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OSHO Online Library   »   The Books   »   Sufis: The People of the Path, Vol. 2
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Chapter 1: Seven Valleys

Man is the only being who is uncommanded. with no orders. He comes into existence empty and then he starts groping for his being. Then he starts groping and creating and searching. Man is an adventure.

But with the adventure is uncertainty, insecurity, failure, fear. One can always go wrong. There is more possibility of going wrong, less possibility of being right. There are a thousand and one ways - which one is the right one? You are always anxious. And whatsoever you choose you choose with uncertainty because you can never be certain whether this path will lead to your goal or will end in a cul-de-sac somewhere - whether it will reach anywhere or will just end in a desert.

Man’s glory is his freedom: that he can create himself, that he can be himself, that nothing is forced on him, that he is open-ended. And man’s misery is because he cannot be certain, can never be certain that he is on the right path, that whatsoever he is doing is meaningful or not.

Man is the only animal who goes mad. He has problems to face, to solve, to grow beyond. This is the first thing I would like you to understand.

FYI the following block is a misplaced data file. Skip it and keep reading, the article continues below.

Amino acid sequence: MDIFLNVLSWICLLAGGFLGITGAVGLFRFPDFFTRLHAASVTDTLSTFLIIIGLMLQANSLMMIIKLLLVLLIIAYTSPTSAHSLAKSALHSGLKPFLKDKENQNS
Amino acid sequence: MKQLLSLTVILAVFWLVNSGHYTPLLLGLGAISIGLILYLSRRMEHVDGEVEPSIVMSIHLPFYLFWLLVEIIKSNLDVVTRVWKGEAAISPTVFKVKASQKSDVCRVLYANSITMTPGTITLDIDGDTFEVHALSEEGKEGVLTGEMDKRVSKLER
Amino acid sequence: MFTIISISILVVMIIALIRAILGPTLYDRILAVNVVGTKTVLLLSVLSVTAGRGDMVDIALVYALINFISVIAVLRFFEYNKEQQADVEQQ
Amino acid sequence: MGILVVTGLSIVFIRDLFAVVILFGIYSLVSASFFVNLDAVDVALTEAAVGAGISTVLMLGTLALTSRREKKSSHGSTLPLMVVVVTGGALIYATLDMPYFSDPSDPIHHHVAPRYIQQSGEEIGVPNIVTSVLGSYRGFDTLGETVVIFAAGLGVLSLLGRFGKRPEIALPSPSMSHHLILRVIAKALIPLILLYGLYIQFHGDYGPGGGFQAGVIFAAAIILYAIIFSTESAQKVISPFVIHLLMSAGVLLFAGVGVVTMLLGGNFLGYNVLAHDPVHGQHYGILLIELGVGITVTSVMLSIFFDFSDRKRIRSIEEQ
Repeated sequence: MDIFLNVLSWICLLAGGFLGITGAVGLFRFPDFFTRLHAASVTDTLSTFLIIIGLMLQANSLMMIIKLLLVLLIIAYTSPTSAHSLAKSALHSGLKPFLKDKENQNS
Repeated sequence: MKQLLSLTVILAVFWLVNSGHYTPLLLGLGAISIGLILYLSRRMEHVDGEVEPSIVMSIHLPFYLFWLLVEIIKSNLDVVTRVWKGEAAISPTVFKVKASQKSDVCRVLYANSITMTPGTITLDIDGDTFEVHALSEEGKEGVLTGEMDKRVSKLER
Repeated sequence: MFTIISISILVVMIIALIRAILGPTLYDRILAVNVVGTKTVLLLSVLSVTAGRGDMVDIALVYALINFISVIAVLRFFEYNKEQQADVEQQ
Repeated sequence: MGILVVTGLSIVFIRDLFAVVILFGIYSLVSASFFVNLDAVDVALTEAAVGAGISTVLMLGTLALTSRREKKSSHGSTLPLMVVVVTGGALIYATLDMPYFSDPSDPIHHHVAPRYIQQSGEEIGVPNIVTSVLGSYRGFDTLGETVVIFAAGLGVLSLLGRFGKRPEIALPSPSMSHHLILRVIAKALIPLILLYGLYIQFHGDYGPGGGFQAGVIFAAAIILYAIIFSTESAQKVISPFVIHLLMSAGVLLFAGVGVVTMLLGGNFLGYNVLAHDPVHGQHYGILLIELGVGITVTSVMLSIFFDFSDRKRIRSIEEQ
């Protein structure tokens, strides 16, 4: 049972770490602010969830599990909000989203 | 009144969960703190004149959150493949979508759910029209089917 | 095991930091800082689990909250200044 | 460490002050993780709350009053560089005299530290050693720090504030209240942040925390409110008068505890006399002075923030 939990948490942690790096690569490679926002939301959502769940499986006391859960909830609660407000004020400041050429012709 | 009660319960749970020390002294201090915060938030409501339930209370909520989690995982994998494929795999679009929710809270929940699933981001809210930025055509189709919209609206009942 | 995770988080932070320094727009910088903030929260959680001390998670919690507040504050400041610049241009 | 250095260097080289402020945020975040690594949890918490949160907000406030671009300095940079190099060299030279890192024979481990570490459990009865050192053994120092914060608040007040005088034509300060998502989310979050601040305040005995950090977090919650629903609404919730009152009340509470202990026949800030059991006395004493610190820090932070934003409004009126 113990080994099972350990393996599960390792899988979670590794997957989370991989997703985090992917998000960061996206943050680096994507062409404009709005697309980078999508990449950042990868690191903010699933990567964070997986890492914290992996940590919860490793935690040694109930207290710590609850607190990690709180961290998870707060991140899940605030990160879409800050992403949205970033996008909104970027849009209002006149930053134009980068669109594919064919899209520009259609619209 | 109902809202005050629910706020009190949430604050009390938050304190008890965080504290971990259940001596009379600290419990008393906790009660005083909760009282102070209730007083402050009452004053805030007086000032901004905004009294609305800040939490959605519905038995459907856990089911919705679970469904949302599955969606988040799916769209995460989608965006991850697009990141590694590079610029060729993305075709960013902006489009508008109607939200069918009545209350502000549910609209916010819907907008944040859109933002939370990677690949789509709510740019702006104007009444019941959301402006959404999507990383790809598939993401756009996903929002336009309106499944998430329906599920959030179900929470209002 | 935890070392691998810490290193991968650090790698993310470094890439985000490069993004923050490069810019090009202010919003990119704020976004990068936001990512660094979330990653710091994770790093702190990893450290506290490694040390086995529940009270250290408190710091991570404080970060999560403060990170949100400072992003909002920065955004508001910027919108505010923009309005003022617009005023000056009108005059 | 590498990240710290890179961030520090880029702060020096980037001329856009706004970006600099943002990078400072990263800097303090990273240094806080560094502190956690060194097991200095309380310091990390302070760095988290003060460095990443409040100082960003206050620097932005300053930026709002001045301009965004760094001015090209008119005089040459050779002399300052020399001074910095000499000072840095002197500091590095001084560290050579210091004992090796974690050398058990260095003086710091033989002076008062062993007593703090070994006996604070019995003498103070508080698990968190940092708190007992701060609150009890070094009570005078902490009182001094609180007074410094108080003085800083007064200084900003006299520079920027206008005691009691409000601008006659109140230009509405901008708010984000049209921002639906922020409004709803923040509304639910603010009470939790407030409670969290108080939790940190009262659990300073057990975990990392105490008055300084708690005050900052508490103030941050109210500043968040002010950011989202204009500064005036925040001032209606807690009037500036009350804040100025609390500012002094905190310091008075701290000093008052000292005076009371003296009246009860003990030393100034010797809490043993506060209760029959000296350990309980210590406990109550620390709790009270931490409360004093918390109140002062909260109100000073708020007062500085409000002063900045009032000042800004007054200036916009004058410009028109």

There was a great Sufi master - one of the greatest in all the ages - Al-Ghazzali. He says: “On the path of human growth from man to God - from man the potential to man the actual, from possibility to reality - there are seven valleys.” These seven valleys are of immense importance. Try to understand them because you will have to pass through those seven valleys. Everybody has to pass through those seven valleys.

If you understand rightly what to do with a valley you will be able to go beyond it, and you will attain to a peak - because each valley is surrounded by mountains. If you can pass through the valley, if you don’t get entangled in the valley, if you don’t get lost in the valley, if you don’t become too attached to the valley, if you remain aloof, detached, a witness, and if you keep on remembering that this is not your home, that you are a stranger here, and you go on remembering that the peak has to be reached, and you don’t forget the peak - you will reach to the peak. With each valley crossed there is great celebration.

But after each valley you have to enter another valley. This goes on. There are seven valleys. Once you have reached the seventh then there are no more. Then man has attained to his being, he is no longer paradoxical. There is no tension, no anguish. This is what in the past we have called buddhahood. This is what Christians call the state of being a Christ. This is what Jainas call Jinahood - becoming victorious. There are many names, but the basic idea is that unless man becomes God he remains in anxiety. And to become God these seven valleys have to be crossed.

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